Welcome to the Jungle

Without John Huston, we wouldn't even be here. By directing The Maltese Falcon, John Huston launched a whole new genre, film noir. The Asphalt Jungle isn't as famous a film, but it's every bit as good. Huston builds on 9 years of stylistic innovations in film noir since his landmark film and pushes beyond them into The Asphalt Jungle.

If The Maltese Falcon introduced viewers to archetypes--the tough detective, the femme fatale, the perverse villains--here Huston creates a world of layered, complex characters. The Asphalt Jungle doesn't just take us on a journey into the underworld, it takes us into the emotional lives of its inhabitants beginning with its antihero Dix Handley. Sullen Sterling Hayden is perfect as Dix, a Southerner who's exiled himself to the city until he can buy back the horseracing farm his family once owned and lost. Dix is a lot like Sam Spade, the detective hero played by Humphrey Bogart in The Maltese Falcon. Both men aren't squeaky clean, yet they adhere to an honour code. They may be in the underworld, but they're just passing through.

Stylistically, Huston's come a long way since his first noir. He's gotten out of the studio sets where The Maltese Falcon took place and into the city, and the exterior shots convey an arid urban wasteland. Swaths of light and shadow heighten the noir atmosphere. Huston also uses tight close-ups of one character or object in the foreground to restrict the background space where the other characters are, giving them little literal and figurative room to move.

Between raising cash from petty robberies and losing it all at the races, Dix gets nowhere but in debt to bookmaker Cobby. But he catches the eye of master thief Riedenschneider, an efficient German who moves directly from his prison release to planning his next heist at a jewelry store. Cobby's crooked lawyer friend Emmerich agrees to fund the heist plan but he's secretly broke thanks to a lavish lifestyle and even more lavish blond mistress (Marilyn Monroe, who steals every scene she's in just by breathing). Emmerich plans a double cross but the methodical, girl-obsessed Riedenschneider finds a simpatico if surprising ally in the passionate, horse-obsessed Dix.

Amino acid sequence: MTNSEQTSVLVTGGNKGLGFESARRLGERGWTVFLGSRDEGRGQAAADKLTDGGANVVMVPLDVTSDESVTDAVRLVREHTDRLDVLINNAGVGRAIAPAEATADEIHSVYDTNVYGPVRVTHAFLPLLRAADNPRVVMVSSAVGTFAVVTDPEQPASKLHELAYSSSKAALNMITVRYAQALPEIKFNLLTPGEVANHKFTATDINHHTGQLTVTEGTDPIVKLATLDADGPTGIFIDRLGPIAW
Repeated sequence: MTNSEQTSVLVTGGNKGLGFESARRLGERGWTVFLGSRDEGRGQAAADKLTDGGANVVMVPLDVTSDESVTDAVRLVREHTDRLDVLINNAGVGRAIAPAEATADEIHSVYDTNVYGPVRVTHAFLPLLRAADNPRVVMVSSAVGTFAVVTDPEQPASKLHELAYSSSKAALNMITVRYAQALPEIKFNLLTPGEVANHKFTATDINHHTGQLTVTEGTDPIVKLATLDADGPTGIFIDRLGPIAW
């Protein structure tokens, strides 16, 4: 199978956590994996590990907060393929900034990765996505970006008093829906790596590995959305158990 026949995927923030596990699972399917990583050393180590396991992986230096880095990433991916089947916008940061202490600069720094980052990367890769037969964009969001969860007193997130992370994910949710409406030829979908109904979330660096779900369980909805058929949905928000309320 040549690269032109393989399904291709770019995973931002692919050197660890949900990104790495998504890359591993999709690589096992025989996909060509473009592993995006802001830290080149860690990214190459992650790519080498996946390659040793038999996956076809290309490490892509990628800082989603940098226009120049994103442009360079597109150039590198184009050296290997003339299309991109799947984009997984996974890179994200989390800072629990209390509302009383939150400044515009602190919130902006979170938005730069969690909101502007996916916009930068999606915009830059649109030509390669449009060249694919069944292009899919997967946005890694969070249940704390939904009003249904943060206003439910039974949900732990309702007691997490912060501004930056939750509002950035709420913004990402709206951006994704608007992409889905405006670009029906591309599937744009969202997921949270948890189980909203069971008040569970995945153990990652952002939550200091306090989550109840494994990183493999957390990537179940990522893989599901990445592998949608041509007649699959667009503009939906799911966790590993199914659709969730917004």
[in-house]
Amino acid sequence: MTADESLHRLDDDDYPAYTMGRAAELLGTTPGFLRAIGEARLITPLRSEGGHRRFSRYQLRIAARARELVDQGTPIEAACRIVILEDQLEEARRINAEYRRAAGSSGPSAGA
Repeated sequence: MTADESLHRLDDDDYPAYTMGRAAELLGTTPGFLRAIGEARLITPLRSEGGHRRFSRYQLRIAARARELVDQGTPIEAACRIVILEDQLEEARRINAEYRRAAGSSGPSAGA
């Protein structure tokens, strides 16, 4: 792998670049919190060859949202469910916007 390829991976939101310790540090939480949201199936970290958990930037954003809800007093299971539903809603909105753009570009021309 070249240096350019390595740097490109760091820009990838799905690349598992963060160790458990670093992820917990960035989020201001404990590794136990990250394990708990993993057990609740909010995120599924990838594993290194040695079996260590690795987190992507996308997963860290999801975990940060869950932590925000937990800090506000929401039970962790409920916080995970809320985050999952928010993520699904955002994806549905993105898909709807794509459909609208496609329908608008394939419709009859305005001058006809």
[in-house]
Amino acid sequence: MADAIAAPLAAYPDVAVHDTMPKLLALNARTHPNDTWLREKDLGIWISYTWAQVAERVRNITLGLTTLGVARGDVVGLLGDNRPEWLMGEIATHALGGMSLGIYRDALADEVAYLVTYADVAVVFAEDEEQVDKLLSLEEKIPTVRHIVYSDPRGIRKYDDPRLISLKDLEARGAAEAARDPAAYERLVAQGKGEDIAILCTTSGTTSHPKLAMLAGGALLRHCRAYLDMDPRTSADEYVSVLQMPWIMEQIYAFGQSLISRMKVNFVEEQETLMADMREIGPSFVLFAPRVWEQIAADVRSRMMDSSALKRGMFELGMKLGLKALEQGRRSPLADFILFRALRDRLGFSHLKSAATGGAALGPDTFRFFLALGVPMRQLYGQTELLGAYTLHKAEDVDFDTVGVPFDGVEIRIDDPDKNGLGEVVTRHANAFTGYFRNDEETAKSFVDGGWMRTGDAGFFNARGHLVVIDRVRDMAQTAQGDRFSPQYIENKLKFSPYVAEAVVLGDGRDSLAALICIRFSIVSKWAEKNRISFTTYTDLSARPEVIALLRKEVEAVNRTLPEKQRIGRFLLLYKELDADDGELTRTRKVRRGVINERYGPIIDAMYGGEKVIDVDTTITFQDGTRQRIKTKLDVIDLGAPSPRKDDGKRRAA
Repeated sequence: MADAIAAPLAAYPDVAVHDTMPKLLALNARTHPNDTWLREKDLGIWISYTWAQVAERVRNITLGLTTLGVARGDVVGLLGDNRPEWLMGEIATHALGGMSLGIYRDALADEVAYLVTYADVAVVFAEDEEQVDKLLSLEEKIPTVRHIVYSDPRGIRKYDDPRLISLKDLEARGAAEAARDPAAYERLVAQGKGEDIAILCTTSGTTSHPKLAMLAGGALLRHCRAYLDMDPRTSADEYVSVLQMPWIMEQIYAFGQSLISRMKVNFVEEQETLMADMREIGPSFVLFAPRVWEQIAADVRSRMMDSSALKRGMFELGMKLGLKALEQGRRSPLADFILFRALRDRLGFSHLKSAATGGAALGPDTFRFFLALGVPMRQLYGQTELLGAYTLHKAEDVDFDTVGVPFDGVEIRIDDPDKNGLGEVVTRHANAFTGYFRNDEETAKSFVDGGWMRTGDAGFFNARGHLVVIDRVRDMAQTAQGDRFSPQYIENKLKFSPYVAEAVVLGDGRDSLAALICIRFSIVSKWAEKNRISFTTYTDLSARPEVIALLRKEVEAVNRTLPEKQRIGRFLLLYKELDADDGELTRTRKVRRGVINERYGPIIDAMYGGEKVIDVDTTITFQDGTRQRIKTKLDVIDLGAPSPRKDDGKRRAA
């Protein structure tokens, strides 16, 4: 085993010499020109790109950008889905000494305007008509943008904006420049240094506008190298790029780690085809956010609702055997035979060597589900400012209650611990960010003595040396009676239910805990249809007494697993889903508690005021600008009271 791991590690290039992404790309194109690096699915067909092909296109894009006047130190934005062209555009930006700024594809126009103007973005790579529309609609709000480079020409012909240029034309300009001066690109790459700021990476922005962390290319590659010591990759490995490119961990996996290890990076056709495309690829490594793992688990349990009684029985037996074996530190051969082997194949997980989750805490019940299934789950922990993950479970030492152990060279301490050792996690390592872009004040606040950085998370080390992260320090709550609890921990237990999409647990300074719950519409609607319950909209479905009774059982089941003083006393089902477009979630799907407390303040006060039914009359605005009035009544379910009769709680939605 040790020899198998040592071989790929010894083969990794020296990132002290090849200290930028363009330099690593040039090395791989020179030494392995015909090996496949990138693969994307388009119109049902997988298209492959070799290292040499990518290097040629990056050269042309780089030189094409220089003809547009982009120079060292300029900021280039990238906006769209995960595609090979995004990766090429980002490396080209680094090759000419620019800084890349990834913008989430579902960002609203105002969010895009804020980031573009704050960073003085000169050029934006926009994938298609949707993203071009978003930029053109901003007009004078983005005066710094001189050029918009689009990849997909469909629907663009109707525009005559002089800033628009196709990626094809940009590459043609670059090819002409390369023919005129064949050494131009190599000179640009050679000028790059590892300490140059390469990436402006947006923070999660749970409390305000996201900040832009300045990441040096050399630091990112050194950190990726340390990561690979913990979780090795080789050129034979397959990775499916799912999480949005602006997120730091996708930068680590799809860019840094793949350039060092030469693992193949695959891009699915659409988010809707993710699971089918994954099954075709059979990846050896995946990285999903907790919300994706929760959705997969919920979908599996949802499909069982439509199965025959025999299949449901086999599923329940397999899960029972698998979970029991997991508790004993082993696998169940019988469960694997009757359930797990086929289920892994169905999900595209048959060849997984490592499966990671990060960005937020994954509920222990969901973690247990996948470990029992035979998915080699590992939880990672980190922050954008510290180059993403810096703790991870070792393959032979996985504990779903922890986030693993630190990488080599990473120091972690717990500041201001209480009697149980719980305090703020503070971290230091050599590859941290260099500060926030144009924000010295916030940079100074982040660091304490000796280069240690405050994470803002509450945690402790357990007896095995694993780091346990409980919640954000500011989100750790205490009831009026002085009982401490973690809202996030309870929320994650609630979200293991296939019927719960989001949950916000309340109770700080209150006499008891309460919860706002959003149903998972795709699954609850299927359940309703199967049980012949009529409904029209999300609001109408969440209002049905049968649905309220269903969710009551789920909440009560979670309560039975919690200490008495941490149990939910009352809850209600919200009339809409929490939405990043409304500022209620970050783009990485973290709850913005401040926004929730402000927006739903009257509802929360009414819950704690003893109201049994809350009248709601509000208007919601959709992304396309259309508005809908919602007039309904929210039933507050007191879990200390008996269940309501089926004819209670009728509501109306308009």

And Dix's friend Doll is crazy about him, though he prefers to keep her at arm's length. Jean Hagen would later play the shrill diva for laughs in the classic musical Singing in the Rain. Here her tragicomic performance is poignant. She makes funny faces as she pulls off her fake eyelashes, but there's nothing to laugh about as her character finds herself broke and homeless and gingerly helped by the man she loves. It's that careful detail to the characters' internal lives that makes The Asphalt Jungle a worthwhile trip led by a true master filmmaker.

(June 12, 2002)

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